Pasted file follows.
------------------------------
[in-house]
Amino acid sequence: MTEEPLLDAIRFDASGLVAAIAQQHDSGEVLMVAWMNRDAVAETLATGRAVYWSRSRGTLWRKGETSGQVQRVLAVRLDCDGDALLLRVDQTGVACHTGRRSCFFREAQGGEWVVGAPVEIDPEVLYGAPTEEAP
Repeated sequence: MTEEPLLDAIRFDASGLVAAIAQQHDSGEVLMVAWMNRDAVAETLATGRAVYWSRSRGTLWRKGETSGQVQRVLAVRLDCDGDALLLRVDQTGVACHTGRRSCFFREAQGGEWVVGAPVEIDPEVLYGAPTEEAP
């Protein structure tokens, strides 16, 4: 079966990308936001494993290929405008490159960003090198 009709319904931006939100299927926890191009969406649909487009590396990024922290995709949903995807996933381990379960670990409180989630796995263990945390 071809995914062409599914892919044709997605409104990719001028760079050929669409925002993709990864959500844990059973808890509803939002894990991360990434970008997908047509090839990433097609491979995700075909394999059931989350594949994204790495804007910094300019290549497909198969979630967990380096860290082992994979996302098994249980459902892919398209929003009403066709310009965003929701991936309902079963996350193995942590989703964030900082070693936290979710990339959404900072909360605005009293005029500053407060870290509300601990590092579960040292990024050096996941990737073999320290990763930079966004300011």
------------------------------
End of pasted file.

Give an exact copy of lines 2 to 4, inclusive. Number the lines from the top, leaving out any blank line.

Amino acid sequence: MTEEPLLDAIRFDASGLVAAIAQQHDSGEVLMVAWMNRDAVAETLATGRAVYWSRSRGTLWRKGETSGQVQRVLAVRLDCDGDALLLRVDQTGVACHTGRRSCFFREAQGGEWVVGAPVEIDPEVLYGAPTEEAP
Repeated sequence: MTEEPLLDAIRFDASGLVAAIAQQHDSGEVLMVAWMNRDAVAETLATGRAVYWSRSRGTLWRKGETSGQVQRVLAVRLDCDGDALLLRVDQTGVACHTGRRSCFFREAQGGEWVVGAPVEIDPEVLYGAPTEEAP
């Protein structure tokens, strides 16, 4: 079966990308936001494993290929405008490159960003090198 009709319904931006939100299927926890191009969406649909487009590396990024922290995709949903995807996933381990379960670990409180989630796995263990945390 071809995914062409599914892919044709997605409104990719001028760079050929669409925002993709990864959500844990059973808890509803939002894990991360990434970008997908047509090839990433097609491979995700075909394999059931989350594949994204790495804007910094300019290549497909198969979630967990380096860290082992994979996302098994249980459902892919398209929003009403066709310009965003929701991936309902079963996350193995942590989703964030900082070693936290979710990339959404900072909360605005009293005029500053407060870290509300601990590092579960040292990024050096996941990737073999320290990763930079966004300011």